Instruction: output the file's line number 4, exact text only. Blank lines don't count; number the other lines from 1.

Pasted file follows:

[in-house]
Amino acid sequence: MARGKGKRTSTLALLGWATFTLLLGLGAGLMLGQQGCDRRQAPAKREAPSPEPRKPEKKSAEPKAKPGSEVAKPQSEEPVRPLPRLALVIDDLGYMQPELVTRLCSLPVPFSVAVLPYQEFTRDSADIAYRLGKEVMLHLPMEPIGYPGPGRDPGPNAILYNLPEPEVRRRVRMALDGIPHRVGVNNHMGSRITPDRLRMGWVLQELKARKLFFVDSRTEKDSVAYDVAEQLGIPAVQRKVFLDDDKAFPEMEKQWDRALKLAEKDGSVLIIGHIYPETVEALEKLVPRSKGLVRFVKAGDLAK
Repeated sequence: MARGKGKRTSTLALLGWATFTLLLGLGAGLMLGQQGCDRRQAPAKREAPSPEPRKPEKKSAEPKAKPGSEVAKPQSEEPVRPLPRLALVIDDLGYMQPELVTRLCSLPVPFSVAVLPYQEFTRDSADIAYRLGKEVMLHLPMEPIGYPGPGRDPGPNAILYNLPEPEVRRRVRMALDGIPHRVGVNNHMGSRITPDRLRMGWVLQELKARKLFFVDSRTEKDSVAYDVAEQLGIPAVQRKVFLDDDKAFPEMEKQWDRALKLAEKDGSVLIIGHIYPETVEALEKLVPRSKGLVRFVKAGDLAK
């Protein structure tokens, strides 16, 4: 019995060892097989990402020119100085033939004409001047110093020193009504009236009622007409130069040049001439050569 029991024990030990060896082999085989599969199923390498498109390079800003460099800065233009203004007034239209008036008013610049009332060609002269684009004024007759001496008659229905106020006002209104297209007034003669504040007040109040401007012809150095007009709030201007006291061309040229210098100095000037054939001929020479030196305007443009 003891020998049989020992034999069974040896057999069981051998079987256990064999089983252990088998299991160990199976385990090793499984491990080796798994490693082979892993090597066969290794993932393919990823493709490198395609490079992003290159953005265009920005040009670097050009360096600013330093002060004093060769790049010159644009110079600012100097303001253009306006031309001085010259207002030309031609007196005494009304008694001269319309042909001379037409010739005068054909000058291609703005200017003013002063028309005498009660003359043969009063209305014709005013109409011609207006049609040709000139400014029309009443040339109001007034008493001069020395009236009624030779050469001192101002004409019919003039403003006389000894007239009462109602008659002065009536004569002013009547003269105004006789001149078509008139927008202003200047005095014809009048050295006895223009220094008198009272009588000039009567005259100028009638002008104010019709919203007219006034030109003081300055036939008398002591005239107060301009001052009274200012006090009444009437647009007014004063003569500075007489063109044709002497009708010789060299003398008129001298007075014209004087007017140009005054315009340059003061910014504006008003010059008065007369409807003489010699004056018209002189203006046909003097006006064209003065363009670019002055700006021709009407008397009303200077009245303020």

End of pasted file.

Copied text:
């Protein structure tokens, strides 16, 4: 019995060892097989990402020119100085033939004409001047110093020193009504009236009622007409130069040049001439050569 029991024990030990060896082999085989599969199923390498498109390079800003460099800065233009203004007034239209008036008013610049009332060609002269684009004024007759001496008659229905106020006002209104297209007034003669504040007040109040401007012809150095007009709030201007006291061309040229210098100095000037054939001929020479030196305007443009 003891020998049989020992034999069974040896057999069981051998079987256990064999089983252990088998299991160990199976385990090793499984491990080796798994490693082979892993090597066969290794993932393919990823493709490198395609490079992003290159953005265009920005040009670097050009360096600013330093002060004093060769790049010159644009110079600012100097303001253009306006031309001085010259207002030309031609007196005494009304008694001269319309042909001379037409010739005068054909000058291609703005200017003013002063028309005498009660003359043969009063209305014709005013109409011609207006049609040709000139400014029309009443040339109001007034008493001069020395009236009624030779050469001192101002004409019919003039403003006389000894007239009462109602008659002065009536004569002013009547003269105004006789001149078509008139927008202003200047005095014809009048050295006895223009220094008198009272009588000039009567005259100028009638002008104010019709919203007219006034030109003081300055036939008398002591005239107060301009001052009274200012006090009444009437647009007014004063003569500075007489063109044709002497009708010789060299003398008129001298007075014209004087007017140009005054315009340059003061910014504006008003010059008065007369409807003489010699004056018209002189203006046909003097006006064209003065363009670019002055700006021709009407008397009303200077009245303020």